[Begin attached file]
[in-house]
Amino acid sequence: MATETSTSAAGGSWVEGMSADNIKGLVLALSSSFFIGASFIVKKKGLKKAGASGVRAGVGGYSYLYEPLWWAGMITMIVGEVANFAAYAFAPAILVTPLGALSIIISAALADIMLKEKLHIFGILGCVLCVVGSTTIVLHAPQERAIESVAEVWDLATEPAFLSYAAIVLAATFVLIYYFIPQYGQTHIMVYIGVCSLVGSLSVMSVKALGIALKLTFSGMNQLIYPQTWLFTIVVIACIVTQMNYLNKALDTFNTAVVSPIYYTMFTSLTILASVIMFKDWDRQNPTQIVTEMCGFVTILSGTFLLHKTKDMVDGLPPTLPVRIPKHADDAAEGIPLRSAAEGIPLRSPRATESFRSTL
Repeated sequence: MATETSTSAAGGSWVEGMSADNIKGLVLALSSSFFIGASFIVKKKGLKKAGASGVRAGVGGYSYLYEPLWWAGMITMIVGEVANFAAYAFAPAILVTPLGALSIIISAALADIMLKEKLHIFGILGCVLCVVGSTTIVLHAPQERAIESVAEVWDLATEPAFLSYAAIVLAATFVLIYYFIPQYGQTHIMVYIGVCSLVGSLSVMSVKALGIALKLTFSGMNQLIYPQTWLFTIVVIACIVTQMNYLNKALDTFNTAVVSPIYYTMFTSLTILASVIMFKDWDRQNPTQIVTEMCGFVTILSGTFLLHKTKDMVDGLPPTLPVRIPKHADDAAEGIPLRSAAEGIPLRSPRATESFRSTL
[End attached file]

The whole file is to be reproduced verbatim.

[in-house]
Amino acid sequence: MATETSTSAAGGSWVEGMSADNIKGLVLALSSSFFIGASFIVKKKGLKKAGASGVRAGVGGYSYLYEPLWWAGMITMIVGEVANFAAYAFAPAILVTPLGALSIIISAALADIMLKEKLHIFGILGCVLCVVGSTTIVLHAPQERAIESVAEVWDLATEPAFLSYAAIVLAATFVLIYYFIPQYGQTHIMVYIGVCSLVGSLSVMSVKALGIALKLTFSGMNQLIYPQTWLFTIVVIACIVTQMNYLNKALDTFNTAVVSPIYYTMFTSLTILASVIMFKDWDRQNPTQIVTEMCGFVTILSGTFLLHKTKDMVDGLPPTLPVRIPKHADDAAEGIPLRSAAEGIPLRSPRATESFRSTL
Repeated sequence: MATETSTSAAGGSWVEGMSADNIKGLVLALSSSFFIGASFIVKKKGLKKAGASGVRAGVGGYSYLYEPLWWAGMITMIVGEVANFAAYAFAPAILVTPLGALSIIISAALADIMLKEKLHIFGILGCVLCVVGSTTIVLHAPQERAIESVAEVWDLATEPAFLSYAAIVLAATFVLIYYFIPQYGQTHIMVYIGVCSLVGSLSVMSVKALGIALKLTFSGMNQLIYPQTWLFTIVVIACIVTQMNYLNKALDTFNTAVVSPIYYTMFTSLTILASVIMFKDWDRQNPTQIVTEMCGFVTILSGTFLLHKTKDMVDGLPPTLPVRIPKHADDAAEGIPLRSAAEGIPLRSPRATESFRSTL